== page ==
“Democracy encourages the majority to decide things about which the majority is ignorant.” – John Simon

“I know no safe depository of the ultimate powers of the society, but the people themselves: and if we think them not enlightened enough to exercise their controul with a wholsome discretion, the remedy is, not to take it from them, but to inform their discretion by education.” – Thomas Jefferson

Many noteworthy issues of the day are controversial because of the disparity between the level of risk as determined by experts and that as perceived by the public. A common example is the difference between the risk of flying in a commercial airliner vs. driving one’s own car. For trips of equal length, driving a car is statistically much riskier than flying, but most people’s perception of the risk is reversed. John Stewart recently juxtaposed two sentiments expressed by the Governor of New Jersey in justifying first the quarantine for Ebola of a woman who had arrived from west Africa, and second his state’s policy on vaccinations. In both cases, the Governor sided with public perception over a position that would concur with the advice of informed experts. Other controversies that arise from the same source are climate change and GMO foods.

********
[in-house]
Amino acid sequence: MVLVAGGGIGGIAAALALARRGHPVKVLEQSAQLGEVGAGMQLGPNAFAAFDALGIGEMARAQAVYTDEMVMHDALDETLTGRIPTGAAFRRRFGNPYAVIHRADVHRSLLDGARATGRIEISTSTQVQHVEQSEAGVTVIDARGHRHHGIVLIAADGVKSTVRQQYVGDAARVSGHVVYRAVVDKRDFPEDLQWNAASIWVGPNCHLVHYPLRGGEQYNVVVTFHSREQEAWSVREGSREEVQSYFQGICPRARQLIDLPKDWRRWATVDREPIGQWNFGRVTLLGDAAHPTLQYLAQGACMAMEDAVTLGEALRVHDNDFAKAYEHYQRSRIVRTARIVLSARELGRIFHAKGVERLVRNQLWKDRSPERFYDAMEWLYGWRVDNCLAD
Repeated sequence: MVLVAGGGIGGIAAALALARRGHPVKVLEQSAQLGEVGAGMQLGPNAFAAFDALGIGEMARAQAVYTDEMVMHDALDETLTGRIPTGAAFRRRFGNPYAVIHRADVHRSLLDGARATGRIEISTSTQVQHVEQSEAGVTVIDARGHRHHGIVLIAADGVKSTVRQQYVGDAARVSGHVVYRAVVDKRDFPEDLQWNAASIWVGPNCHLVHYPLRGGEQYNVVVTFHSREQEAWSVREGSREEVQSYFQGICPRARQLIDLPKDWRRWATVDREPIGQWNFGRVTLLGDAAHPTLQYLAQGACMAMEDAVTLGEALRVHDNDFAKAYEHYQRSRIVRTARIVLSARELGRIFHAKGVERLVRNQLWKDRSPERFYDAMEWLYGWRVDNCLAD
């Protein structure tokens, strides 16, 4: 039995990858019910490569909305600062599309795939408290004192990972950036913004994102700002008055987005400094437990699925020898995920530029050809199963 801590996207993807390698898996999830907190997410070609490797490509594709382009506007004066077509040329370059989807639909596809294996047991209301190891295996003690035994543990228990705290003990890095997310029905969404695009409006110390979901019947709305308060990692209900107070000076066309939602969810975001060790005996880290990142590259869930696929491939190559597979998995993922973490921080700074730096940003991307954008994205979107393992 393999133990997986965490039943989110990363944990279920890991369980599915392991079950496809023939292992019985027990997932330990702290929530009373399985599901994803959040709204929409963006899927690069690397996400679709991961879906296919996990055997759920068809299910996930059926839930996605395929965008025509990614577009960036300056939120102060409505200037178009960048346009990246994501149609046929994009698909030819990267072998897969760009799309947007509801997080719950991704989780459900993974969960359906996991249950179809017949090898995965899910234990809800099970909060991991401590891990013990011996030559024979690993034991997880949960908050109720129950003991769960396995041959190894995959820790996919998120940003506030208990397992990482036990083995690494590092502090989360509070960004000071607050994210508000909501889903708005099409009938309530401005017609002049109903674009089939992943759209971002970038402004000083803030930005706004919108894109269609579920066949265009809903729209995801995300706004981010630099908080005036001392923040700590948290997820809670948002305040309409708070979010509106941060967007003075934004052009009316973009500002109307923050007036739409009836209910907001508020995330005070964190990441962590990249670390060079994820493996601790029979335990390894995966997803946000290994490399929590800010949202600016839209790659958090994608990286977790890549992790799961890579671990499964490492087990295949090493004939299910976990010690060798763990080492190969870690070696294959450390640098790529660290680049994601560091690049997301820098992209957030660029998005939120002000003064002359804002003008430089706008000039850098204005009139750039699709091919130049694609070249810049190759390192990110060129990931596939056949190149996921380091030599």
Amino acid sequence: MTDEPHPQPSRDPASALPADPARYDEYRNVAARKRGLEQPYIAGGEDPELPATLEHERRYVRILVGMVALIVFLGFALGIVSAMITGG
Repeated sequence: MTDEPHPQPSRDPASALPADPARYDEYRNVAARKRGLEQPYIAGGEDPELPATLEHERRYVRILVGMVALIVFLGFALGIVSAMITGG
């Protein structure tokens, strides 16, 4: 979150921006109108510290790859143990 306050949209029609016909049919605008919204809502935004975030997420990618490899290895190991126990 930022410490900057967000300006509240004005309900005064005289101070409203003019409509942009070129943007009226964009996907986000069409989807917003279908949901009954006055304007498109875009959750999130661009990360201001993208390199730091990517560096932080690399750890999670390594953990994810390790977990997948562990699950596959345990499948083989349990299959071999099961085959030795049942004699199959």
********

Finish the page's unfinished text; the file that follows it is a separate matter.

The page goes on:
The only way a democracy can effectively function is with an informed electorate, yet the electorate seems to be becoming less and less informed as the years go on; being educated enough to make decisions on complex issues has become far more difficult since Jefferson’s time, largely because the sum of human knowledge has expanded to such a vast extent. How, then, can we as voters make the best decisions possible under the circumstances? We can’t all become experts. One possible answer lies in knowing the motives and qualifications of the experts we choose to trust. In judging information about a topic in which you yourself are not an expert, ask yourself:

  • What are the qualifications of the person(s) espousing this position? Being highly qualified in one area does not qualify someone as an expert in other areas. A Nobel prize-winning physicist is still not qualified as a medical practitioner.
  • What kind of financial or personal interest do they have in policies that might result from this position?

Then ask the same questions about those who hold the opposite position, without relying only on what these two groups say about each other.

Advertisements